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Sorry to hear you're having so much frustration--celiac is so elusive--I get it..  Some celiac patients are also lactose intolerant, which is the case with my brother.   Ask your doctor if they think you might be lactose intolerant also. If you have access to a celiac specialist, such as at a University hospital, Mayo, etc., I would strongly encourage a visit since this is their field of expertise.  You must get to the bottom of your abdominal discomfort since it could be another issue not related to gluten. I was diagnosed over 20 years ago and  I was doing well for many years, but itching to high heaven lately--back to the drawing board.  Also, beware of any medications you may be taking as many meds have a starch filler that is wheat -based.  You can call the pharma company off of your bottle label or have the pharmacist call for you.  Same for over-the-counter meds.    Another tip that may be helpful is to use stainless, glass, or ceramic cookware as some surfaces such as non-stick can have gluten particles sticking to them. Best wishes!!

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1 hour ago, peggy926 said:

Sorry to hear you're having so much frustration--celiac is so elusive--I get it..  Some celiac patients are also lactose intolerant, which is the case with my brother.   Ask your doctor if they think you might be lactose intolerant also. If you have access to a celiac specialist, such as at a University hospital, Mayo, etc., I would strongly encourage a visit since this is their field of expertise.  You must get to the bottom of your abdominal discomfort since it could be another issue not related to gluten. I was diagnosed over 20 years ago and  I was doing well for many years, but itching to high heaven lately--back to the drawing board.  Also, beware of any medications you may be taking as many meds have a starch filler that is wheat -based.  You can call the pharma company off of your bottle label or have the pharmacist call for you.  Same for over-the-counter meds.    Another tip that may be helpful is to use stainless, glass, or ceramic cookware as some surfaces such as non-stick can have gluten particles sticking to them. Best wishes!!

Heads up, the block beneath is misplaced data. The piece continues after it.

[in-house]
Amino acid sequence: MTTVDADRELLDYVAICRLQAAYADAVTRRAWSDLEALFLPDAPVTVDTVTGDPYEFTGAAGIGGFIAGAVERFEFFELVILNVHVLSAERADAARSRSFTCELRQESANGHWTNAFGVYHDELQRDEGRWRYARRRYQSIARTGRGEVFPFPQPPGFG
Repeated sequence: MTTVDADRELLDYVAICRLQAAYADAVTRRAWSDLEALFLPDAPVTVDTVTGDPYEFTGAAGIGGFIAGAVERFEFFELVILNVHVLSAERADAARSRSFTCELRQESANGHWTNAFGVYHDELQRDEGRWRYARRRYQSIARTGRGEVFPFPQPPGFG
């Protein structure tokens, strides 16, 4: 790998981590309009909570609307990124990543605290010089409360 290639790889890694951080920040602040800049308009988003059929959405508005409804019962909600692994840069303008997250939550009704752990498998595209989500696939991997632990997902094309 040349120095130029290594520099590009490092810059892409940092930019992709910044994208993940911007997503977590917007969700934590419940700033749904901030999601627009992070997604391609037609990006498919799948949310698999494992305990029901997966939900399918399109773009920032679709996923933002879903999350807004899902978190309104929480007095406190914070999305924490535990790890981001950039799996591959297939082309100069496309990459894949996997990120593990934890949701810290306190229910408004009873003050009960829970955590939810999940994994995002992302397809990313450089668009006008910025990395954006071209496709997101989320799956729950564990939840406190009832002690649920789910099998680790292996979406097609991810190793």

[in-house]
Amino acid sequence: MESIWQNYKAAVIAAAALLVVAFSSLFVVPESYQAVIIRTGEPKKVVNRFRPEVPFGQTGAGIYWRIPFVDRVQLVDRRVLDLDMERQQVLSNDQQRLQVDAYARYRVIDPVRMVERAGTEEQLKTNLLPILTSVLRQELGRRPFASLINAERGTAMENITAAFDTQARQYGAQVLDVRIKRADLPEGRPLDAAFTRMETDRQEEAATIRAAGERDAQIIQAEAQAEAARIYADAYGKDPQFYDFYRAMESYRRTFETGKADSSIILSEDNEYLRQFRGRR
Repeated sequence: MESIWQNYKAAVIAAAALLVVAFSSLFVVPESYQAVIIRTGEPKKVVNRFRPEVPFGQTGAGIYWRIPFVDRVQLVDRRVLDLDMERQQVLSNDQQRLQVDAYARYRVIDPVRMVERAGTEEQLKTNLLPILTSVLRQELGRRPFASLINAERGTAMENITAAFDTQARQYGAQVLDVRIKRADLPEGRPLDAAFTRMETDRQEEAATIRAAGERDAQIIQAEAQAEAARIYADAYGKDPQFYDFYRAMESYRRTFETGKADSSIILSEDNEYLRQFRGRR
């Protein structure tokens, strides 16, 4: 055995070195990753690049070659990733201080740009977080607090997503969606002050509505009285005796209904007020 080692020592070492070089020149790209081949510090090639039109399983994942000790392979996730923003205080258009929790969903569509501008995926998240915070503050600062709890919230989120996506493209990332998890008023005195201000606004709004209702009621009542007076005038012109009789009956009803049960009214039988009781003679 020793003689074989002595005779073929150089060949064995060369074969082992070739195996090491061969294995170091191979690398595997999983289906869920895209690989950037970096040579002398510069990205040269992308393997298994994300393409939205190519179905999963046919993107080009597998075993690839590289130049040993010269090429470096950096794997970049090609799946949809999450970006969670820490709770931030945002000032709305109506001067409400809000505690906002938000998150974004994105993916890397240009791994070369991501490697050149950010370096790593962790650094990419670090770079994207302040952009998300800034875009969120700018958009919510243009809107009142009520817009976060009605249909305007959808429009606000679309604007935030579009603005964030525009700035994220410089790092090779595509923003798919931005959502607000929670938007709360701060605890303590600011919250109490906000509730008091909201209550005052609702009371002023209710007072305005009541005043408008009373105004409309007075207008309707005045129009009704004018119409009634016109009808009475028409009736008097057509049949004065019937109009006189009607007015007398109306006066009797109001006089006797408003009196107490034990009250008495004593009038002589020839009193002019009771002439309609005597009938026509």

Thanks for your reply, i will look int that.

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First of all, your doctor does not seem to be celiac savvy.  It is so easy for a GI doctor to miss patches of intestinal damage on an endoscopy because the small intestinal wall, if spread out is the size of a tennis court!   How many samples were taken and submitted to a pathologist?  A visual look from the GI often results in nothing!  For example, my endoscopy visual was recorded as normal.  But my biopsies revealed moderate to severe intestinal villi damage (Marsh Stage IIIB).  GI's are supposed to take four to six tissue samples.  I would suggest getting copies of all your lab/procedure reports.  Don't trust me.  Here's the research: